By  on February 15, 2007

WASHINGTON — Sales at department and specialty stores outpaced stagnant overall retail performance last month, posting increases over December, the Commerce Department said Wednesday.

Seasonally adjusted department store sales of $18.1 billion increased 1.4 percent from December and 0.3 percent from January 2006. Apparel and accessories store sales of $18.4 billion were 1 percent ahead of the preceding month and 4.6 percent above a year earlier.

Overall retail and food service sales were flat for the month after a 1.2 percent gain in December, with declines at car dealers and gas stations prompting the worst showing since October.

"Whatever slowdown we've had in the housing market has not yet hit the consumer," said Paul Nolte, director of investments at Hinsdale Associates. "The consumer continues to go on his merry way, spending as much or more than what they're getting in income."

Nolte pinned this consumer bullishness on a "pretty good" overall outlook in the job market, despite Chrysler Group's announcement on Wednesday that 13,000 jobs will be eliminated in North America and all or part of four plants will be shut.

The Department of Labor reported last week that 2.1 million new jobs were generated in the U.S. in the last 12 months and that the unemployment rate stood at 4.6 percent in January.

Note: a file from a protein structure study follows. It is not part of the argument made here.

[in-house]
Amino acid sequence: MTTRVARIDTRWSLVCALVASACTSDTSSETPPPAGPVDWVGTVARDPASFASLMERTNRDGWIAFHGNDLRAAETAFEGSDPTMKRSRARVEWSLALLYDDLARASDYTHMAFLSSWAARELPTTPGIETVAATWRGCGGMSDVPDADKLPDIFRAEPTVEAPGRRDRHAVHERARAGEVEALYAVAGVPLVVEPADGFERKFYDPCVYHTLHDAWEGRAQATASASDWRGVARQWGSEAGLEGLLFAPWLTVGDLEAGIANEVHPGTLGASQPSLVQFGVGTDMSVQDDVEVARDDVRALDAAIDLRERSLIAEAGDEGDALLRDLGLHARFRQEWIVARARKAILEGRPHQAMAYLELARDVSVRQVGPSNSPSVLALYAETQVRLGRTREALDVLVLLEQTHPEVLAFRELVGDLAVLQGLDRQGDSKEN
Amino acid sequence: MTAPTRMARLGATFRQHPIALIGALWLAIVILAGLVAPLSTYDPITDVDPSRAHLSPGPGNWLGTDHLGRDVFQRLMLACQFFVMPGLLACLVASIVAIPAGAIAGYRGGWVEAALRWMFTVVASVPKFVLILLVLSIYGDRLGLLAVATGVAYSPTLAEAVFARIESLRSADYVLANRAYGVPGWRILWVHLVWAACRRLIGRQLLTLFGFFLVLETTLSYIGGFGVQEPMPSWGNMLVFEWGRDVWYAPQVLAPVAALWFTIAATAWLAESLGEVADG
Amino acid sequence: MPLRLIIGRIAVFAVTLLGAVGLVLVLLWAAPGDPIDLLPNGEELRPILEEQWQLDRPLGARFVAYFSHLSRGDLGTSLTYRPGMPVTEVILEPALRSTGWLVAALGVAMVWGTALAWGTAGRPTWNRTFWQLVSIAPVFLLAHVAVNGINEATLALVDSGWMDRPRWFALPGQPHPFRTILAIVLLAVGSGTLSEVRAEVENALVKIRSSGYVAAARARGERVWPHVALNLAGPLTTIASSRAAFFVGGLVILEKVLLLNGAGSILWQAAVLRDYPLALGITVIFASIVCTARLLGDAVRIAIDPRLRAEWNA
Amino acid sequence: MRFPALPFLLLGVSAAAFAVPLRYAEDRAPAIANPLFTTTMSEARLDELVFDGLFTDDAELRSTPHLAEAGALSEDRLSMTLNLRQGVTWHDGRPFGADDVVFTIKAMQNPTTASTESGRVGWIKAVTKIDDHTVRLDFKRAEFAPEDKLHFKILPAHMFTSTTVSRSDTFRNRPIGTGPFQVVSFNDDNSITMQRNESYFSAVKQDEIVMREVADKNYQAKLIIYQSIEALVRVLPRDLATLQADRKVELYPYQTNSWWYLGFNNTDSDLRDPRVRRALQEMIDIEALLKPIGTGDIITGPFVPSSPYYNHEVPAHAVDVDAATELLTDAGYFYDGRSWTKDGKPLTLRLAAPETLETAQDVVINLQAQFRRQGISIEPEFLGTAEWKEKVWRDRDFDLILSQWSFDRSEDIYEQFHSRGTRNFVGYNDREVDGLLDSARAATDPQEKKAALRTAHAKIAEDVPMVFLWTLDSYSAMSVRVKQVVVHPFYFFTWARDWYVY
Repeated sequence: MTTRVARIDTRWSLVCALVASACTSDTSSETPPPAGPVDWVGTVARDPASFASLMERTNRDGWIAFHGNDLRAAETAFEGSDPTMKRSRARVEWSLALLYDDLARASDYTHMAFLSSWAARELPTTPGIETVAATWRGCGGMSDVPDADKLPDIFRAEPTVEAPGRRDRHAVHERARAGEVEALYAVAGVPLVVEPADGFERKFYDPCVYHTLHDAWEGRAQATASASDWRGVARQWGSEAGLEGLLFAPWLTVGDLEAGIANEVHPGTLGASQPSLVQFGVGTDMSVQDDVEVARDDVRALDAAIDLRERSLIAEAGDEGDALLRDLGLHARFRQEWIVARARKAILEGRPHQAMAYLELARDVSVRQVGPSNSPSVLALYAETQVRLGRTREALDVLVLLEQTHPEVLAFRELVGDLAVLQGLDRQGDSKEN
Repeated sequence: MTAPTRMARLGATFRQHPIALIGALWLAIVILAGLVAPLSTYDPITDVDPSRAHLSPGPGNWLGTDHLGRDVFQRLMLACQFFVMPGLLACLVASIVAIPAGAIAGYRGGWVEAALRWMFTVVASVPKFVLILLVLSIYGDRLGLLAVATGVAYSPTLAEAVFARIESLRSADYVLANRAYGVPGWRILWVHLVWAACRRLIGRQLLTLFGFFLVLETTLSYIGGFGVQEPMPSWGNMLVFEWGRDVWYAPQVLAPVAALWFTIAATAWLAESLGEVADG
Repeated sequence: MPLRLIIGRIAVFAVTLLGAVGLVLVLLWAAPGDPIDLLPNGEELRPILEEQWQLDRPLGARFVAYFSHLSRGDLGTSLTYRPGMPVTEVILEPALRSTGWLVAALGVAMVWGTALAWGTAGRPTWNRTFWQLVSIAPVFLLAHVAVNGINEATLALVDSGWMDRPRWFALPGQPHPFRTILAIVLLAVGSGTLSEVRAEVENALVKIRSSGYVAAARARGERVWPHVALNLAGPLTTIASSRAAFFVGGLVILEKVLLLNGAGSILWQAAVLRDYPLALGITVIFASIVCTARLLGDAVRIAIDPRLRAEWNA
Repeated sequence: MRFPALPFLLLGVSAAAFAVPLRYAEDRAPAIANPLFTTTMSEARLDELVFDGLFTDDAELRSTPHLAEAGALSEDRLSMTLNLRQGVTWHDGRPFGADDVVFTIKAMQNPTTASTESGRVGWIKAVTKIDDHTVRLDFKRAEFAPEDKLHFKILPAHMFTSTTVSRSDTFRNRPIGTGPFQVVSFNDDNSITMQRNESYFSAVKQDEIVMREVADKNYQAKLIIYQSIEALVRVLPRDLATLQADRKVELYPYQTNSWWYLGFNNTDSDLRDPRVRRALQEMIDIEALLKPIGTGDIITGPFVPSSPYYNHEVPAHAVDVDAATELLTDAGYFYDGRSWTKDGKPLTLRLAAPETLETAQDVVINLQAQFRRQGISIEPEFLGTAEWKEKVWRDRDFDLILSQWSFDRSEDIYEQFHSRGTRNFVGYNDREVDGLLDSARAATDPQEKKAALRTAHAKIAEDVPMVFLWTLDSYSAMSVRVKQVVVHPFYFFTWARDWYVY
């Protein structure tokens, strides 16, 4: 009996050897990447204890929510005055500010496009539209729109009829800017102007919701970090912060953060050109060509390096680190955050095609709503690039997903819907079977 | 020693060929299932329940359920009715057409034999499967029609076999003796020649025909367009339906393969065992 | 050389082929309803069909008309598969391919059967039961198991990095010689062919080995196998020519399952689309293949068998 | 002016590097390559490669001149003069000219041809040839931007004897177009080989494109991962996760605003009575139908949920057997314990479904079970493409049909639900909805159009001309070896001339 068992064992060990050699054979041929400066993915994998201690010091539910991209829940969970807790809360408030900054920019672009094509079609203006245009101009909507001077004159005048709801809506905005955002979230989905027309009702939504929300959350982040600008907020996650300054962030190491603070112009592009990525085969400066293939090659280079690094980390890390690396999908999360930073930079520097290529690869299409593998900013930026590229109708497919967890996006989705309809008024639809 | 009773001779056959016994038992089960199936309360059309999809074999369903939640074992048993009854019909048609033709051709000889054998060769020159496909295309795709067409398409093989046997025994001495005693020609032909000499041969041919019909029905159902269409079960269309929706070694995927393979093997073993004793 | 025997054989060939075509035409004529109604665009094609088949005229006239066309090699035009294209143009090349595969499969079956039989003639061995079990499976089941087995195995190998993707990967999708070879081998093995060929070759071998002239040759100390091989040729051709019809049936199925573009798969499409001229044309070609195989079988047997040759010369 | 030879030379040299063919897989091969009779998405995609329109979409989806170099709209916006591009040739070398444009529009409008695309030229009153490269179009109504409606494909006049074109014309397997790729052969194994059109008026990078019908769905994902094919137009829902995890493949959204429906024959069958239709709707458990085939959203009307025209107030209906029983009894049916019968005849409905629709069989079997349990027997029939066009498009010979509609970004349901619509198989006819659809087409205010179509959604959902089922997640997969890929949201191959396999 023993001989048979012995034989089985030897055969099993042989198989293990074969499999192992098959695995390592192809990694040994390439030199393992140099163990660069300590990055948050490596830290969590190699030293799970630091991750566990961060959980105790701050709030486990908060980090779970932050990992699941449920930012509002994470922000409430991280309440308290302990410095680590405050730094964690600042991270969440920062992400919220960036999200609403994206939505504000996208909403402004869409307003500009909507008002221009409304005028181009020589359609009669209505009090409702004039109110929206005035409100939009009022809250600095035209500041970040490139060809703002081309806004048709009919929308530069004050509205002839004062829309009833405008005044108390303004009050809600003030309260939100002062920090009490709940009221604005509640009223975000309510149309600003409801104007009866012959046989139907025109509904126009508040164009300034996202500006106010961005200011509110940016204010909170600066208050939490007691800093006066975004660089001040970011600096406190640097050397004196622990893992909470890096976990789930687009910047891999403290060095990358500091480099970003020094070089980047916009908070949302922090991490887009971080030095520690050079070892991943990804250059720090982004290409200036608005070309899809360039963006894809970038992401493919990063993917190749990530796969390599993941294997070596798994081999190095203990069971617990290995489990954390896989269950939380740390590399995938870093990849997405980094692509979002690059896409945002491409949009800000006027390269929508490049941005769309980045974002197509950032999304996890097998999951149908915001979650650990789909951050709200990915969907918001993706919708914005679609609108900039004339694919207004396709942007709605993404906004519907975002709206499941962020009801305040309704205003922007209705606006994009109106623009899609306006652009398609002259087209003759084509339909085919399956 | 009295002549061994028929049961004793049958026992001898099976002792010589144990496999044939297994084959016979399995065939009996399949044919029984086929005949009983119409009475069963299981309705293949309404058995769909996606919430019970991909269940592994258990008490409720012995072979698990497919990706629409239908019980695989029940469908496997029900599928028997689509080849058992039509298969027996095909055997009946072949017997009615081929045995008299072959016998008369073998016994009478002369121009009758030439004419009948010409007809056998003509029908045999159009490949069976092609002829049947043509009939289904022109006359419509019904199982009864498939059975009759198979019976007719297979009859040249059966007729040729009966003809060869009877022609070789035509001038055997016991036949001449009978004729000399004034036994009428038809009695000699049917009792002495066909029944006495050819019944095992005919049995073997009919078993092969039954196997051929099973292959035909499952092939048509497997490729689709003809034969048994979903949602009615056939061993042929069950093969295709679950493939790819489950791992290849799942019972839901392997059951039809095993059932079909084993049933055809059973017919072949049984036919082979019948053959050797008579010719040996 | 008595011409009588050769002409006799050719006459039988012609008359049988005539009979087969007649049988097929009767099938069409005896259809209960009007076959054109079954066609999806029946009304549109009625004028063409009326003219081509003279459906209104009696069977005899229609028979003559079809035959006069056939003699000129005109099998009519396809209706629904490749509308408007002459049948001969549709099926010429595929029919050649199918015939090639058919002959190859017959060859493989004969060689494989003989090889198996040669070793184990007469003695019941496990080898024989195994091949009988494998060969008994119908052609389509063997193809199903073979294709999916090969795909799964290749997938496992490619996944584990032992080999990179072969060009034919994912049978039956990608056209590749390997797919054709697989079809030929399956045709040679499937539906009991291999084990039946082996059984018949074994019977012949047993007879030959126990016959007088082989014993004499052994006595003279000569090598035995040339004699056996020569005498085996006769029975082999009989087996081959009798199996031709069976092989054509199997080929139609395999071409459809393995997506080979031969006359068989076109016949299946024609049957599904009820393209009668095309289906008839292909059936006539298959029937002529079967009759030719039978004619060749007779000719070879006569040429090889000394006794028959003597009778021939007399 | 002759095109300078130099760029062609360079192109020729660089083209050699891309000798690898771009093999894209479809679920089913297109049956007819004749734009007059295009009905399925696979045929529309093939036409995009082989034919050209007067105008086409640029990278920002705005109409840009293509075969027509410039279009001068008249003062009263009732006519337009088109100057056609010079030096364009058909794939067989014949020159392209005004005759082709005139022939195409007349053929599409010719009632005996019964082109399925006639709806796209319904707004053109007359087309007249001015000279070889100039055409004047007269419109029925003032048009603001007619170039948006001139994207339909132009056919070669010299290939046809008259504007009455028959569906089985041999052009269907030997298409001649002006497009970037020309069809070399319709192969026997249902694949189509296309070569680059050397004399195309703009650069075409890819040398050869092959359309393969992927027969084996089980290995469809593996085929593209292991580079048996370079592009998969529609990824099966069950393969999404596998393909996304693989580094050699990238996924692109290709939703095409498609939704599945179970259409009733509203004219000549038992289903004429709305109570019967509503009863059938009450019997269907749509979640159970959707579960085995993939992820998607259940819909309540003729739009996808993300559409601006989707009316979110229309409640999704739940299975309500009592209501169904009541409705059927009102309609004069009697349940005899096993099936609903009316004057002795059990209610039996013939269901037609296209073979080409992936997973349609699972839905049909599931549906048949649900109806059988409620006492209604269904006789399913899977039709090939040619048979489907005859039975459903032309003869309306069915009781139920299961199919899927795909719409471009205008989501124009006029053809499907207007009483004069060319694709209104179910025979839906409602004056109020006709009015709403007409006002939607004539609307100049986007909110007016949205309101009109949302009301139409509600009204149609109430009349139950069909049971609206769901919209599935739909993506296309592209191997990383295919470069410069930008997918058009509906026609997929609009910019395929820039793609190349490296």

"Wage growth has been better over the last six months than it's been over the last two years, and so we're starting to see some benefit coming back to the consumer," Nolte said.

Global Insight U.S. economist Brian Bethune said real consumption spending would grow by about 3.3 percent in the first quarter and that the uninspiring sales report points to a stable interest rate environment.

"Recent signals on retail spending suggest 'steady as she goes' on rates at the Fed and that should be constructive in terms of supporting the business expansion in 2007," Bethune wrote in a report.

The Federal Reserve Board, which adjusts interest rates to either stimulate growth or tamp down inflation, has kept its benchmark federal funds rate at 5.25 percent since June.

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